A change is once again coming. The journey north, to the final destination: Peru. The final goal: WWOOFing. My leisure days of school in BA are long past, as are the intense leisure of Chile. Friday I move from Santiago to Arica, which is still in Chile, but on the border. From there I will make it to Cusco, and from Cusco to the farm. By Monday I should be settled in. It is time to get the hands dirty, and remind myself what hard work is. It is time to clear the head even more, and live without some of the things I percieve as necesities (internet, electricity, hot showers).

I will update as often as I can, so be sure to tune in. Peace and love to all corners of this beautiful world. Thank you so much Videla family, it has been an amazing few weeks.

Tuesday, May 13, 2014


So I meant to post this only a couple hours after arriving in Chile, but it has been a couple days:
As I write this I am traveling on a bus from Mendoza to Santiago de Chile. Over 800 bodegas encircle the flat outskirts of the city, stretching miles into the foothills of the Andes mountain range. Some are big, some small. For the most part Argentina feels like quite a flat country, so it is quite exciting to have the horizon filled with jagged and snowy peaks.

My stay in Mendoza was rather brief considering the wide range of possibilities it offers. Most of te activities outside of the city require a car or a tour company, and I am someone that likes to do it myself. The city has some very neat places, such as the Parque San Martín. The park has hundreds of native plants from the Andes plains, an enormous statue commemorating the army San Martín and the unified Argentine/Chilean army he raised here, and a hill from which one can see the expansive mountain range on one side, the city of Mendoza on the other, and the hundreds of vineyards in between.

As we begin to weave a path into the mountains I feel quite a mix. It has come down to the last couple hours in Argentina. It is difficult to find the right words to describe my time here. The best and worst moments of my life have occurred within these borders. Some in Buenos Aires, some in Jujuy. I feel very fortunate to have been able ro travel so much of the country, and to have met so many amazing people. I can’t help but think that my memories of Argentina will be complicated.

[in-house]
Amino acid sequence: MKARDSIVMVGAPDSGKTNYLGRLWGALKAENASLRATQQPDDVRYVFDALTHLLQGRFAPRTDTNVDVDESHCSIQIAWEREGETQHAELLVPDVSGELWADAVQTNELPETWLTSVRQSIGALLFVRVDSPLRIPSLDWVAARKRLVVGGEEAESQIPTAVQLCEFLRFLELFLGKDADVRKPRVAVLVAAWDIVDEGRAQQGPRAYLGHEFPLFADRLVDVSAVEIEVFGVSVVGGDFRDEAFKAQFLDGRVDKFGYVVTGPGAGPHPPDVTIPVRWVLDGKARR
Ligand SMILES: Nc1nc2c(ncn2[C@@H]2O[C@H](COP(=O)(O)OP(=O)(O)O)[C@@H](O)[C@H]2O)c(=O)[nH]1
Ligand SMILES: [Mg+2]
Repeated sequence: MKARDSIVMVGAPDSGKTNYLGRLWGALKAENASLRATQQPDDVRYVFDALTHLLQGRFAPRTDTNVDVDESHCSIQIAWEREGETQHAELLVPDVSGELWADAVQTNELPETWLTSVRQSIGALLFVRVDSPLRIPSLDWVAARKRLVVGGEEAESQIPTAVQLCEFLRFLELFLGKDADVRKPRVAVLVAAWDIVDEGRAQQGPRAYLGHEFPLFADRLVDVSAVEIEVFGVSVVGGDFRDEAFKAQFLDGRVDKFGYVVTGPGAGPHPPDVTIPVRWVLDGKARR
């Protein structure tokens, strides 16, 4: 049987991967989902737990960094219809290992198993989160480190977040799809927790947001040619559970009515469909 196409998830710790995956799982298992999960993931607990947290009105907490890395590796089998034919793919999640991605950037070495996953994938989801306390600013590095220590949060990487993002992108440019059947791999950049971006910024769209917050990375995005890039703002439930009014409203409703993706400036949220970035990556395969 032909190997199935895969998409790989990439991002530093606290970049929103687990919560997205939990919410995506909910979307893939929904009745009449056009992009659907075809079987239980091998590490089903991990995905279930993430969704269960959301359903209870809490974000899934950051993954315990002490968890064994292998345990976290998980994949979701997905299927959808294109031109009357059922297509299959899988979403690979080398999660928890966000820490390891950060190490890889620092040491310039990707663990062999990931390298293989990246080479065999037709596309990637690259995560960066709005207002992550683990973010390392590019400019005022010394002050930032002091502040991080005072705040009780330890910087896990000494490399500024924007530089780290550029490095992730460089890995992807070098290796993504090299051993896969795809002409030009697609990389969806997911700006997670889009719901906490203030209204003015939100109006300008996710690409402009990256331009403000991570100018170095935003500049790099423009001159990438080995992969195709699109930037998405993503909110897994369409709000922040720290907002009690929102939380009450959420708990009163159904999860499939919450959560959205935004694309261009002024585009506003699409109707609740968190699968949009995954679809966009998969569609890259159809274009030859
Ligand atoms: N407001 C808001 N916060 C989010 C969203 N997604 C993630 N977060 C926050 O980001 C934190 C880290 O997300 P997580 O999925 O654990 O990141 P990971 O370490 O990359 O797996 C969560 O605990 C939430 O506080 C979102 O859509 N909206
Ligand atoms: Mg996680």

I am on my way to Viña del Mar where I will spend the next week or so with Ivan. I don’t have other plans in Chile other than seeing Valparaiso.

Wednesday, April 30, 2014

The Final Days in Buenos Aires (and an exclusive sneak peek into the future adventures of the audacious Daniel Martin Crowley ¯\(º_o)/¯ )

Tick, Tick, Tick

                     “How did it get so late so soon?” 
                                   -Dr. Seuss

I started this blog a couple months ago with the same words. This is a different ticking. It isn't frustrated anticipation. It is something else. Something I don't fully understand. Nostalgia, perhaps. Sadness. Now that time is limited, things feel different. Without a camera, I find myself taking mental snapshots of familiar places and moments. Tick, tick! Don't blink!

Unfortunately this week has begun in a haze of sickness. A cold attacked quite suddenly, meaning every minute I wasn't in class it was in bed leaking and dying. Hopefully I can battle through the next few days and explore some parts of the city I haven't yet.
Goodbye Dulce de Leche

"Goodbye Buenos Aires"
Goodbye sweet Dulce de Leche, my love forevermore.
Goodbye awesome choripan place on Olleros and Libertador.
Goodbye rock stars Delta Venus and Hippidons.
Goodbye to the park and the swans (Not actually swans, they are geese, but at least they don't bite)
Goodbye barrio Chino
Goodbye cheap vino
Goodbye Spanish CLASSES
Goodbye flower wallpaper that sometimes dances.
Goodbye platform shoes, tall and fancy
Goodbye pretty ladies, I know you'll miss me.

Well I can't be too sure about that last part, but that's a poem. In my final weeks on the transit system I would write poems, dialogues, short stories, drawings, and a mix of all those to hand out to people. I can't take credit for the idea, I was inspired by a wise Colombian man. The experience of doing this has been so fulfilling, even though my poetry and art cannot possibly be any good. Still, it makes people smile. God knows, we all need to smile.

What will I think of, when I think of my time in Buenos Aires? I will think of hip-hop Thursday at MOD. I will think of all the students from California in my class. I will also think about the hours spent reading and writing, trying to make sense of life.  I will think of the naturally friendly Argentines that invited me into their homes and foods. I am more grateful than you can ever know.

 For the most part, time melts solid memories. What will will eventually remain a year from now or ten years from now will not be specific days, it will be a feeling. What will that feeling be?